A DOZEN or so years ago, Queen Elizabeth the Queen Mother happened to give one of her convivial lunch parties at Clarence House during the visit to London of the first President George Bush. We had just sat down when there was a distant sound of martial music. It was a guard of honour of the Scots Guards, with band, pipes and regimental colour on its way to greet the president at Buckingham Palace.

The Queen Mother tilted her head, then, with a nimbleness astonishing in a near-nonagenarian, flew to the window, parted the heavy anti-IRA blast-proof curtains before anyone could help her and gazed out on the red-coated detachment with admiration and delight.

An hour later, as the guard of honour made the return journey, she was once more at the window. The Queen Mother must have watched that miniature pageant hundreds of times, yet the spectacle never ceased to enthral.

She was the colonel-in-chief or colonel of many regiments, not least the guardian of those in which her brothers had served during the Great War, one of them being killed in battle. She deplored all cuts and amalgamations in the Armed Forces, including the Territorial Army: one of the reasons she mistrusted the evasiveness and broken promises of politicians.

During one particularly severe economy programme, she found a valuable ally in the Queen, who told the then Secretary of State for Defence: "Whatever else happens, Mummy must keep the Black Watch."

In a military putsch that any South American dictator might have envied, the Queen Mother seized the duties of Colonel of the Irish Guards from the Grand Duke of Luxembourg.

Educated at Ampleforth, he had served in the regiment during the Second World War. With the utmost grace he handed over to her the duty of presenting shamrock to all ranks of the Irish Guards each St Patrick‘s Day. None could have braved March winds more robustly in the course of duty than did the Queen Mother.

It was her personal salute to an Irish regiment that recruited from both sides of the border, whatever the strains of politics or religion.

At least once I recall her presenting leeks to past and present members of the Welsh Guards on St David‘s Day. As she pinned the little green and white cardboard leek on my coat, she whispered: "Such a relief. I thought they would be real ones."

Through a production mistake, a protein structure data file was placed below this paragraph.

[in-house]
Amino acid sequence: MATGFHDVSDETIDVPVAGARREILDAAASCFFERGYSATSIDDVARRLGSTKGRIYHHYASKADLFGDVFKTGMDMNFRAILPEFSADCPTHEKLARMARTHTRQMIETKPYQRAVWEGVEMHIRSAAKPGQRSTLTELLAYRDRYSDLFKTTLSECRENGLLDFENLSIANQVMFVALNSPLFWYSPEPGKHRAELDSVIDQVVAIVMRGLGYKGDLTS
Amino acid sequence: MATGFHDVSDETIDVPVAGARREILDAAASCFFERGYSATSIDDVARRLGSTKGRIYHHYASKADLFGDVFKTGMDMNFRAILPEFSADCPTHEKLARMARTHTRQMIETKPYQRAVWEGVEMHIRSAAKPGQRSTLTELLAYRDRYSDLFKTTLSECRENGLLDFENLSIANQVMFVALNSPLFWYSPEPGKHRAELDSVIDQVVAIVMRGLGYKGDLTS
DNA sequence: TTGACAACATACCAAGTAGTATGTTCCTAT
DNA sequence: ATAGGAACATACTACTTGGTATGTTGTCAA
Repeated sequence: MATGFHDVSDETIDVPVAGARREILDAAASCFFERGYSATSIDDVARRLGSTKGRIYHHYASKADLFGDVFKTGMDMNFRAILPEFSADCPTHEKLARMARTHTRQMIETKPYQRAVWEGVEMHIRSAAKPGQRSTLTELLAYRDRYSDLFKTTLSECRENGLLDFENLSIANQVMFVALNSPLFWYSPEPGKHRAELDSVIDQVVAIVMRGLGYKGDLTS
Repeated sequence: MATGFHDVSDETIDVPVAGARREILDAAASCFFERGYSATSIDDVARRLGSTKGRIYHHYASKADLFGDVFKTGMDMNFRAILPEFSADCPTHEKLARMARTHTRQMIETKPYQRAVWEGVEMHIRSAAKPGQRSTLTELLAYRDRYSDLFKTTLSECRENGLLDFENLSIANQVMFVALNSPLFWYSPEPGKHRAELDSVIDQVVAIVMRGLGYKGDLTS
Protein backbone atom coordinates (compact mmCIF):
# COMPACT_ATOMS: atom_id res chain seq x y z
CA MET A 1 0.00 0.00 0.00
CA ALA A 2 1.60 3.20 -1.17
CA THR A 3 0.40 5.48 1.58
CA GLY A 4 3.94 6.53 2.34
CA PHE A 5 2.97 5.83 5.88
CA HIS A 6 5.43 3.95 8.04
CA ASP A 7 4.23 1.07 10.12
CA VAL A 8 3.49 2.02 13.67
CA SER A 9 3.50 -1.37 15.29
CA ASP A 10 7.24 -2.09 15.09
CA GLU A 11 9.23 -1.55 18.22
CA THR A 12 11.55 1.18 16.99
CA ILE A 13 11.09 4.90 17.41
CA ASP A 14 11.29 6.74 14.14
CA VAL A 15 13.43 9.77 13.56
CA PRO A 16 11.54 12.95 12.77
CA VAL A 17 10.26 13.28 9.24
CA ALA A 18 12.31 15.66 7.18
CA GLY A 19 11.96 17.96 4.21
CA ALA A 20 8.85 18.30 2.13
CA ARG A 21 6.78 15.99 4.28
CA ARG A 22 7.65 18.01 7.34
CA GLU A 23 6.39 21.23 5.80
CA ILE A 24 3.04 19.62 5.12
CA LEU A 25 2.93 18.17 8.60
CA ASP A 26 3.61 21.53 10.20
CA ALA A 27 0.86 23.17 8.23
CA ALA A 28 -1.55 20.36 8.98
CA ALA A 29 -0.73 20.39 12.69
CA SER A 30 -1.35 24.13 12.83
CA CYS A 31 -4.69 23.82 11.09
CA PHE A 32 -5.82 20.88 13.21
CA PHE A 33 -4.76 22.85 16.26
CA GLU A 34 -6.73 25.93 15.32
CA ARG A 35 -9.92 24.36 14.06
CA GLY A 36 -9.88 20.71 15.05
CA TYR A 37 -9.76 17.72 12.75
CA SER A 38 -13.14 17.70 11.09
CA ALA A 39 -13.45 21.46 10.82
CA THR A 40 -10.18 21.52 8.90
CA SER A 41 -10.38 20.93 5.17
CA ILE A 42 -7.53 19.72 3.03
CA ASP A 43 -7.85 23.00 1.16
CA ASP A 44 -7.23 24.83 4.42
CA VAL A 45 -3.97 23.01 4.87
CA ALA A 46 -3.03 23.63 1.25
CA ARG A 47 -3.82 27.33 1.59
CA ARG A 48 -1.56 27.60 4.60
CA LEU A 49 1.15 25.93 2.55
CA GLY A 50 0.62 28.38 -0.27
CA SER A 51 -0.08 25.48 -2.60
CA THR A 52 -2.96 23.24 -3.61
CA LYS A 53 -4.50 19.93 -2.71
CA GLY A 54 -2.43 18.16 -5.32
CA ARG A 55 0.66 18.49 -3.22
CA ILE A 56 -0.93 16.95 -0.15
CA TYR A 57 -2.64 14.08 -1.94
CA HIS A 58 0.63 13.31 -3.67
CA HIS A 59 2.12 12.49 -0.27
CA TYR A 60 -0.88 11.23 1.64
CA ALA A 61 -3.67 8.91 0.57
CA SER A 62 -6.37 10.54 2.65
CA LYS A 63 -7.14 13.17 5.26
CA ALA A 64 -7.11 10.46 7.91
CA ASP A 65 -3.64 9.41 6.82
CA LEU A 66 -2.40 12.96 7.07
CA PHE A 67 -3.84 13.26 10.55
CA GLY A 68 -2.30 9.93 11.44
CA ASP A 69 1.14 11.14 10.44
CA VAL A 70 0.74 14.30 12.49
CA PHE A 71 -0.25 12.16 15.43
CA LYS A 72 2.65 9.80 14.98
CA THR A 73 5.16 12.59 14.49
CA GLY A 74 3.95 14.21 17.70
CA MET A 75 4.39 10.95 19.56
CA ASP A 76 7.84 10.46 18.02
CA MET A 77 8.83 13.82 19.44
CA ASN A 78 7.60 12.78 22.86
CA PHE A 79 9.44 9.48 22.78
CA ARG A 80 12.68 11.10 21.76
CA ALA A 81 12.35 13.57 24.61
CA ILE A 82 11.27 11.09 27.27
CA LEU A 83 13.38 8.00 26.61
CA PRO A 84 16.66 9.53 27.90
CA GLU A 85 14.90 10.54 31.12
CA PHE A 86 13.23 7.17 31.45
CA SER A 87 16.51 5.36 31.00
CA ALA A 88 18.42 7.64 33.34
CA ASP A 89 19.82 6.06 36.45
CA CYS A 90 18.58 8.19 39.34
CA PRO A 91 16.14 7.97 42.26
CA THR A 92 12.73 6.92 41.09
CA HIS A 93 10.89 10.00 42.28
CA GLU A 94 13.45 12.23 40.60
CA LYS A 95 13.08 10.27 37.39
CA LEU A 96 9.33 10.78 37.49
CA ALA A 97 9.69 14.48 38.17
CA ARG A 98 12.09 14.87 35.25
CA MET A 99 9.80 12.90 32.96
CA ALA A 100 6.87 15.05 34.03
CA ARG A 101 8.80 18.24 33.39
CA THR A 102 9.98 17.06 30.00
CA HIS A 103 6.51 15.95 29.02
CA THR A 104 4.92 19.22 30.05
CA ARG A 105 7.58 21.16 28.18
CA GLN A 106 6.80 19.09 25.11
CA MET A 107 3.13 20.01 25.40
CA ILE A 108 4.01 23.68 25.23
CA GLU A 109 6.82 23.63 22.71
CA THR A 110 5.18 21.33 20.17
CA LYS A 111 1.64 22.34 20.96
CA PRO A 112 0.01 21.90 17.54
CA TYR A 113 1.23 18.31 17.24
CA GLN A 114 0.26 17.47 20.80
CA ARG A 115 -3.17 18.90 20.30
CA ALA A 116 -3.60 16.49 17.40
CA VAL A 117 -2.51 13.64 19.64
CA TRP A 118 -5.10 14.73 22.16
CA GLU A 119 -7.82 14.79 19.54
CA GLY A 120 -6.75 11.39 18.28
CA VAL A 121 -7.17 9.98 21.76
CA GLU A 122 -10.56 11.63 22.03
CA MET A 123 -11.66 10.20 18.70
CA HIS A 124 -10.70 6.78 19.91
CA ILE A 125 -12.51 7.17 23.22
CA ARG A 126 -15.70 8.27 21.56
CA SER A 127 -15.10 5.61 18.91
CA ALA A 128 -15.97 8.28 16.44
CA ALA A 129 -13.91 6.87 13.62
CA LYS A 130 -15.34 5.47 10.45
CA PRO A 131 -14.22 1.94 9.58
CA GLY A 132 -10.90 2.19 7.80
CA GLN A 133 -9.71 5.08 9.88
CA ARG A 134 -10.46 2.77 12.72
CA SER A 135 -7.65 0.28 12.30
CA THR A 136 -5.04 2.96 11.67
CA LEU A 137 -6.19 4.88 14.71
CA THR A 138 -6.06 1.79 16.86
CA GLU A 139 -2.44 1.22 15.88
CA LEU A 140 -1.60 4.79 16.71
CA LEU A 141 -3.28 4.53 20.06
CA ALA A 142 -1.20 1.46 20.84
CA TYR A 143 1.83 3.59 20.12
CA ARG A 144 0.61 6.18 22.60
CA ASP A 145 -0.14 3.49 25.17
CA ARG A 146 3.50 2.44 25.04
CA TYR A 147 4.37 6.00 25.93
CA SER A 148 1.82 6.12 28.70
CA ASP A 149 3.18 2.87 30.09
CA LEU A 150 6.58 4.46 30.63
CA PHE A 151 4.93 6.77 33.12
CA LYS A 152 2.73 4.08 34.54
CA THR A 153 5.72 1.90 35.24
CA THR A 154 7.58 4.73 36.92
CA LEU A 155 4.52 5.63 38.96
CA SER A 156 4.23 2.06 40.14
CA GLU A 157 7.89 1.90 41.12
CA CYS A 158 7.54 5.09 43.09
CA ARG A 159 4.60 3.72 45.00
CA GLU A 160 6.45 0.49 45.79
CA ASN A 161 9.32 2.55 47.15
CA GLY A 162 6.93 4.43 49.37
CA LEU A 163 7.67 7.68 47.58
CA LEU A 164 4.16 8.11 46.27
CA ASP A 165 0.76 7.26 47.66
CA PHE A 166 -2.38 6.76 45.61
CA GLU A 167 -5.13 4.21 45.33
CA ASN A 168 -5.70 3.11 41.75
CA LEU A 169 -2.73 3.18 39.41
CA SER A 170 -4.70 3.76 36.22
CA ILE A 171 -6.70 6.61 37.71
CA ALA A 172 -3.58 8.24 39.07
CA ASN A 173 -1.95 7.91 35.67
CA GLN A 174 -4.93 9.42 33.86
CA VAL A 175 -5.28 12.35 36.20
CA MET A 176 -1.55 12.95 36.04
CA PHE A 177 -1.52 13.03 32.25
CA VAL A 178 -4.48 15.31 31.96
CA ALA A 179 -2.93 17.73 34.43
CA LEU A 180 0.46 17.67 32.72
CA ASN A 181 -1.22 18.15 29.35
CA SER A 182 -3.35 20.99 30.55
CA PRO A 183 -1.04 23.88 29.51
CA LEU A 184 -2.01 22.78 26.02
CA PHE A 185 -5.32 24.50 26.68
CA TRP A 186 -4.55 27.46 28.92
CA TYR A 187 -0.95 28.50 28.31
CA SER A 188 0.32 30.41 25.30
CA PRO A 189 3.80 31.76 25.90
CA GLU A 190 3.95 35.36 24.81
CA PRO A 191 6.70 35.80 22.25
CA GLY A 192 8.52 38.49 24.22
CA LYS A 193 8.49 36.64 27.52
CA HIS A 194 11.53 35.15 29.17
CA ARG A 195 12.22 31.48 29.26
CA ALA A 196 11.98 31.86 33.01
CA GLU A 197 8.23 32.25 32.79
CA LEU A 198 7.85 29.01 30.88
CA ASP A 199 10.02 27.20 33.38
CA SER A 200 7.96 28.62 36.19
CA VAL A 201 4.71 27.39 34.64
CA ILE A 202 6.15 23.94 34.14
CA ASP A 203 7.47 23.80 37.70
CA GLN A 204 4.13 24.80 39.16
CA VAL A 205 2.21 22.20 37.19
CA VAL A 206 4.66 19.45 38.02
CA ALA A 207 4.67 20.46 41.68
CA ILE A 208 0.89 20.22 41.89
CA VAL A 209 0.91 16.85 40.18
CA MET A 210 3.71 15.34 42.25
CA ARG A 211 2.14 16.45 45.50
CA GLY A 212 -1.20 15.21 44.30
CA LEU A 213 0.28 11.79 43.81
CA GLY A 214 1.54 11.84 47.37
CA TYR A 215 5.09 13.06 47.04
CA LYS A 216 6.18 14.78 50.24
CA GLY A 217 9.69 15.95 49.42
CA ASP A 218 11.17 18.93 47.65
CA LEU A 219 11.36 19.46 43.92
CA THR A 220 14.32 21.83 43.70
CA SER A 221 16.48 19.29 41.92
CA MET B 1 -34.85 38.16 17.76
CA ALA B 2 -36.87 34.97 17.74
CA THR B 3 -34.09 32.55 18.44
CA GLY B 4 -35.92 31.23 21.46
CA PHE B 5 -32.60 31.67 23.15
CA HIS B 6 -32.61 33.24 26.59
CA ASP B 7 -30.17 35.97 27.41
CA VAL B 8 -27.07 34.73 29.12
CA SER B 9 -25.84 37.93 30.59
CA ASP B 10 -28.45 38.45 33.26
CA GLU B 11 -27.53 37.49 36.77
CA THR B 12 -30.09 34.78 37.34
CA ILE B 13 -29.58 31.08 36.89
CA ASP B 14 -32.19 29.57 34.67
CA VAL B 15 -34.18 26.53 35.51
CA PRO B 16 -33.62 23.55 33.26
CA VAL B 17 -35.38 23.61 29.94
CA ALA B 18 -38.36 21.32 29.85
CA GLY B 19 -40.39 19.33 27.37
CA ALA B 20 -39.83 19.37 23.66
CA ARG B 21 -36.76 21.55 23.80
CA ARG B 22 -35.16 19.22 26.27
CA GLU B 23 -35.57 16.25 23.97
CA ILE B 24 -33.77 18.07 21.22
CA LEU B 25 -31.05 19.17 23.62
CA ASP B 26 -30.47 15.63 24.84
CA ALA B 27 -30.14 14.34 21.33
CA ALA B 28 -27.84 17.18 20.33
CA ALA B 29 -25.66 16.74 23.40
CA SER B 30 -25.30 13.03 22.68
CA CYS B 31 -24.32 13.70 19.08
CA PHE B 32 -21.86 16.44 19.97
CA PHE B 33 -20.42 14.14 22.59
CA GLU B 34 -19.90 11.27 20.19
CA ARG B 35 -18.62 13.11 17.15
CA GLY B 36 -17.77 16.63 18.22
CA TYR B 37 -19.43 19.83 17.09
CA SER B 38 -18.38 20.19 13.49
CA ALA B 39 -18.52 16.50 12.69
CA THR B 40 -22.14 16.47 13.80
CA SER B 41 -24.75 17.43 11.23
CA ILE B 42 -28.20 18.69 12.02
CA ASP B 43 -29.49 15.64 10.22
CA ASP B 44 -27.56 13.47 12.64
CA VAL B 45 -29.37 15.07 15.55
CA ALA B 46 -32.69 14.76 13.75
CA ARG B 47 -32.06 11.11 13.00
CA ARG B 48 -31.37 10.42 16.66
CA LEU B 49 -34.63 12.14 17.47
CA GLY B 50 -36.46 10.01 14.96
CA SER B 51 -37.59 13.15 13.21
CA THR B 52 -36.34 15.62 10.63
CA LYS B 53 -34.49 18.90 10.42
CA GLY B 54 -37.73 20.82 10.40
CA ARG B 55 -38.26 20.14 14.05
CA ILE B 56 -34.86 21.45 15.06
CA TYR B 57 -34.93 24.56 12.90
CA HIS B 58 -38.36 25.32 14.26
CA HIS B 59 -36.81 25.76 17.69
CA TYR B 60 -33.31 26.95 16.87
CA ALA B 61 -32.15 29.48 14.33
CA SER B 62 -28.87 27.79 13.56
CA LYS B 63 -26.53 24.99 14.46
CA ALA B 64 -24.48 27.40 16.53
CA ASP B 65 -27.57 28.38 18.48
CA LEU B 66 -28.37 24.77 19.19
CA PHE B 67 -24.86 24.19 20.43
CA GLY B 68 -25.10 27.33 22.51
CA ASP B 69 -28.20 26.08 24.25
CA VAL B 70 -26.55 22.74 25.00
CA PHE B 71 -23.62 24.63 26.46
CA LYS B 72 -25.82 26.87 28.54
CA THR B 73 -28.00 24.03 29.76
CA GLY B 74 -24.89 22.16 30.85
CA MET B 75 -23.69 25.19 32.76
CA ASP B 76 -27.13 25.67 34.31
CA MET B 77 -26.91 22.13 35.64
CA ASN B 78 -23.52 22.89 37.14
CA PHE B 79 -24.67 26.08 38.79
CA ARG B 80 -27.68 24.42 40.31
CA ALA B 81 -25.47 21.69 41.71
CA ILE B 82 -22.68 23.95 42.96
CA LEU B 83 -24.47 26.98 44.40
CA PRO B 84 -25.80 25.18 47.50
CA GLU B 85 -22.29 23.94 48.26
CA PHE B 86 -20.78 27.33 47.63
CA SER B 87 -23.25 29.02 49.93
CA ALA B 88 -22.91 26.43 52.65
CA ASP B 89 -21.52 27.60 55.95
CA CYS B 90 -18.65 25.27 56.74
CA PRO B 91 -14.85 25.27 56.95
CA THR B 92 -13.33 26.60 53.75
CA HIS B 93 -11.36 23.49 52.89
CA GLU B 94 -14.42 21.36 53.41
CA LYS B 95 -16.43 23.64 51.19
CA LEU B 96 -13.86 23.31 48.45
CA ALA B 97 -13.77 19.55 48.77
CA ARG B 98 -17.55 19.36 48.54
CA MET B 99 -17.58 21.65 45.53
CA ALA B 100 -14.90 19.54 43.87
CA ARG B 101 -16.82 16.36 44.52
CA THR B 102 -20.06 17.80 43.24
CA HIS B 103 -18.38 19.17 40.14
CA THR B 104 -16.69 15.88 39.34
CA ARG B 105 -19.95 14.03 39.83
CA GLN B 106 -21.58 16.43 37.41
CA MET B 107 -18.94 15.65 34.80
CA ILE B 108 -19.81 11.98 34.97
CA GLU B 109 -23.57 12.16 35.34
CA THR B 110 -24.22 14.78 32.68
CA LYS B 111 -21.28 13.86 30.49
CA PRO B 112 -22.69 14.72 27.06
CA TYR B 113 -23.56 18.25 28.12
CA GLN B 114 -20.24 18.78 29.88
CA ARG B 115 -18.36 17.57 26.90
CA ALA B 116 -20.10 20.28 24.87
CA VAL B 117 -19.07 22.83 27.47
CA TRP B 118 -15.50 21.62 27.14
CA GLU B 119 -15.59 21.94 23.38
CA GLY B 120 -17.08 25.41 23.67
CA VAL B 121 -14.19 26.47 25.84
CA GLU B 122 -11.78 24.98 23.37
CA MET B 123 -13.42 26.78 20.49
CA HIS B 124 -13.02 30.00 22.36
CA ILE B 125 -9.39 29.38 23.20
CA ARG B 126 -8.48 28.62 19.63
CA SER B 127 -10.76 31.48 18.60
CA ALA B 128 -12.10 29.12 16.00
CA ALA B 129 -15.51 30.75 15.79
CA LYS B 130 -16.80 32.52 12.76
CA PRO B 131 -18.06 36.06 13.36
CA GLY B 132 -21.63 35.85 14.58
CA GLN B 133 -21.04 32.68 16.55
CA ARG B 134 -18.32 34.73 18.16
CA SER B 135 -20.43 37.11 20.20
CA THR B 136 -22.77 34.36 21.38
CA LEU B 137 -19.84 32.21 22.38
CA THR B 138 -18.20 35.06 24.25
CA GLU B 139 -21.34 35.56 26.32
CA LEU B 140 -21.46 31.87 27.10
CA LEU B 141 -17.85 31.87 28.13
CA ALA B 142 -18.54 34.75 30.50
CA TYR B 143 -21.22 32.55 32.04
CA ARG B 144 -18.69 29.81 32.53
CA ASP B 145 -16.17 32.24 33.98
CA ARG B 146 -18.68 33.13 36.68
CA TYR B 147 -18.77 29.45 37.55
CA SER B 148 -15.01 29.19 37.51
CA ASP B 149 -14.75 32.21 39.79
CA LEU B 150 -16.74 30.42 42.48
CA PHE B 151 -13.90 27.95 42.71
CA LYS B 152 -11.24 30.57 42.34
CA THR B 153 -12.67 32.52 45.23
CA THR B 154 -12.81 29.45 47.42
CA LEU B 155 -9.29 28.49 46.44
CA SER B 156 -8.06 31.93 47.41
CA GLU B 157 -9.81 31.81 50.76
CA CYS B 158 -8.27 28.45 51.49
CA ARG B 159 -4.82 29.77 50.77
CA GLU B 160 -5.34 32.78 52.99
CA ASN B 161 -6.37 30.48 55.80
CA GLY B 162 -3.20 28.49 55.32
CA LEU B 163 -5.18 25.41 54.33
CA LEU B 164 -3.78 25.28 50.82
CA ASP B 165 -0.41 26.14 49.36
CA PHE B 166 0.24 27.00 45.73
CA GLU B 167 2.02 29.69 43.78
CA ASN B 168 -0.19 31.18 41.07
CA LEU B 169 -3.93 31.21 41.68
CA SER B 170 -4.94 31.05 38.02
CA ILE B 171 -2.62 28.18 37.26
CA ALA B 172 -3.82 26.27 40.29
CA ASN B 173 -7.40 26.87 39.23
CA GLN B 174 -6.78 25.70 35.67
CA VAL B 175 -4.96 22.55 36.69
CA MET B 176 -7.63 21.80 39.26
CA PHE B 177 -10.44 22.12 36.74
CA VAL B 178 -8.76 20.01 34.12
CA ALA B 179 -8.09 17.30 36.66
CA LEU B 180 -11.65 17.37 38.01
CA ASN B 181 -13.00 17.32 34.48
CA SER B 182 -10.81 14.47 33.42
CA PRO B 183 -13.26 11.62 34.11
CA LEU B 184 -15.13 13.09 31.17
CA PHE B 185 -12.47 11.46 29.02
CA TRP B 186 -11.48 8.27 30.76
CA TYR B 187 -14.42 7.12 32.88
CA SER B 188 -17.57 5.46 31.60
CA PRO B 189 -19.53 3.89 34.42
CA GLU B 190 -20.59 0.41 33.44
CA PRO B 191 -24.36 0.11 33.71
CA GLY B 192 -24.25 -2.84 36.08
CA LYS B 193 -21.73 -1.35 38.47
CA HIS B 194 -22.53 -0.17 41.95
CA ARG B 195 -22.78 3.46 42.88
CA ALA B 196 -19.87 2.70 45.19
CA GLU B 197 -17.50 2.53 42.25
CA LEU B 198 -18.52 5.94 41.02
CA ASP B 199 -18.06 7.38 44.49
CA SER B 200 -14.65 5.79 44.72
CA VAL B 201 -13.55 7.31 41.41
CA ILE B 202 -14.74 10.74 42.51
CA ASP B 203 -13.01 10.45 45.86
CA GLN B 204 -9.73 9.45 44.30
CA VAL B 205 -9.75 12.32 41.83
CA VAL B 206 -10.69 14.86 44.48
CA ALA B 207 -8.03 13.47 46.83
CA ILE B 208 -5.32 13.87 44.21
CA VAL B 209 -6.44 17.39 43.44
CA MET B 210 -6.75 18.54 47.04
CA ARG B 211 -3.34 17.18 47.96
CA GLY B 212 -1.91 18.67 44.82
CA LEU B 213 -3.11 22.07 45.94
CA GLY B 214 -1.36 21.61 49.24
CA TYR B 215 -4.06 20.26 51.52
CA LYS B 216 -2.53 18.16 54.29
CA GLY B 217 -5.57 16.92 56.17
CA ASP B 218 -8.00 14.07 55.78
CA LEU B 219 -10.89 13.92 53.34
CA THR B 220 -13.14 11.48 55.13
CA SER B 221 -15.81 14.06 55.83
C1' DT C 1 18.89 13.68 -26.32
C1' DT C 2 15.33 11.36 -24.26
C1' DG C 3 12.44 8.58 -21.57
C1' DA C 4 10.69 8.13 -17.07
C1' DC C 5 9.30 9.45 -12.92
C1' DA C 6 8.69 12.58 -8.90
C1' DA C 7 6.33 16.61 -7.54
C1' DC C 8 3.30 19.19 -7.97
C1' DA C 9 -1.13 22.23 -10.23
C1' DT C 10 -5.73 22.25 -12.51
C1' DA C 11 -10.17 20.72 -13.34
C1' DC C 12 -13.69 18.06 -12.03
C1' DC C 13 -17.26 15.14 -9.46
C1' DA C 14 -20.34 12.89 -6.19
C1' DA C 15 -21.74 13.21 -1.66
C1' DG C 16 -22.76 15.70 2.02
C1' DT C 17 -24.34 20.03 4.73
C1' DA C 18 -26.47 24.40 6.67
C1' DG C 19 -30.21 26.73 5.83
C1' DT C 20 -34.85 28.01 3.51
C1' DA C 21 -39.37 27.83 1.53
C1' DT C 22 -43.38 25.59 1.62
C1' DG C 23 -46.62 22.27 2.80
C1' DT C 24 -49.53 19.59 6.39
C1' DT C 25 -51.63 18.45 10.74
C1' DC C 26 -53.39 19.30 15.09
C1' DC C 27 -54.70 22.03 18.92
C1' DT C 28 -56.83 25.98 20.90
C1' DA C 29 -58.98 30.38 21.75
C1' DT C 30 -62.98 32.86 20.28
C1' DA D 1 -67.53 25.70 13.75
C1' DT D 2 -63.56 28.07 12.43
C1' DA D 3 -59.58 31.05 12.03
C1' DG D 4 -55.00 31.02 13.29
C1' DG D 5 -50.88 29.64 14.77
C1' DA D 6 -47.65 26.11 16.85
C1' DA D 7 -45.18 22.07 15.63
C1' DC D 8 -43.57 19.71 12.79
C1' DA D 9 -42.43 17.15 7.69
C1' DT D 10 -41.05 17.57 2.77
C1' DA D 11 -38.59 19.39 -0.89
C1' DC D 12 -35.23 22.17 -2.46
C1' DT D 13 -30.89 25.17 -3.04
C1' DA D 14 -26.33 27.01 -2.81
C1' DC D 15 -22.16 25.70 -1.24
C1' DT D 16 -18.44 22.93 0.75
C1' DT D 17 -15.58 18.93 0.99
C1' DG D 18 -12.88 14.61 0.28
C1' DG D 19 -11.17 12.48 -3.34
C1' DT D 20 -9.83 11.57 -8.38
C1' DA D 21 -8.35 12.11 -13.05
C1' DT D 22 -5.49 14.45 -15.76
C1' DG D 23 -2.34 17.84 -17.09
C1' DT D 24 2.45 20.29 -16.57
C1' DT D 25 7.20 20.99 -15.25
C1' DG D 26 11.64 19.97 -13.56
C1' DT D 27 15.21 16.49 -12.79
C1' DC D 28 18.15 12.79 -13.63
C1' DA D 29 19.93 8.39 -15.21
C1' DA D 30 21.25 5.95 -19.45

Year after year she demonstrated her regard for the Army as patron of the Grand Military meeting at Sandown Park, entrusting her racing colours of duck-egg blue and buff to dashing young officers not necessarily from her own regiments. And on the Friday evening she asked them all to a party at The Royal Lodge, Windsor.

During threats by Russia to march on Constantinople in 1878, Queen Victoria wrote: "Oh, if only the Queen were a man she would like to give those Russians such a beating."

As Queen Consort, two generations later, the Queen Mother declined to wear the unbecoming uniform of the women‘s services. But she did practise with a revolver in the gardens of Buckingham Palace. Beneath her powder blue beat the same patriotic heart as Queen Victoria‘s.

Hate was not a word in her vocabulary. But her friends were aware that she had never quite forgiven the Germans for their share of causing two world wars.

Truth to say, she did not much care for any foreign nation; but the French were, in her eyes, redeemed by their language and their vineyards.

I was once dining with her at Walmer Castle when the news was brought in by a footman that the French had won the World Cup in 1998. She launched into the Marseillaise. What she said on being told of a German victory must await a less-timid pen than mine.
 

Marauder

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To a truly regal and steely lady who was a true Queen of the people, I raise my glass in salute.
She and her husband showed the kind of person they were when they chose to remain in England for the duration of the Second World War, even during the worst of the Blitz, when they had an invitation to weather the war in America.
 
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peanutshel

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As children, we used to be enthralled with our Gran‘s stories of her relatives in Scotland, the Bowes-Lyons and she always impressed upon us all to act like ladies because "we were related to the Queen mum after all." All through my life when I would see her on TV, I would feel a connection and it would be like my precious Gran was still with us (there was a definite family resemblance). I was very saddened to hear of her passing and felt like I lost our connection to Scotland/England. She shall be missed.
 

bossi

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SIR - The Queen Mother‘s feelings about her adopted regiment, the Irish Guards, were real and had practical import.

I was once on guard at Windsor during a heatwave when, as Kipling would have said, "the ‘eat would make your bloomin‘ eyebrows crawl".

We were amazed to receive a phone call informing us that the Queen Mother had noticed the sentries‘ discomfort and wanted them moved into the shade. Small wonder we Micks loved her.

From:
William Barlow, London SW3
 
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Spr Earl

Guest
Yes we have lost a great person and she touched many all over this world with her poise ,her smile,
her zest for life and careing for all, be they white ,black,yellow,jew,muslim,hindu etc. She excepted and respected all and gave more than she recieved from her public be they Royalist‘s or not, British and non alike.

She touched many and will be remembered by many as the Queen Mum.

To you Elizibeth Lyons Bolls Windsor I salute you.

UBIQUE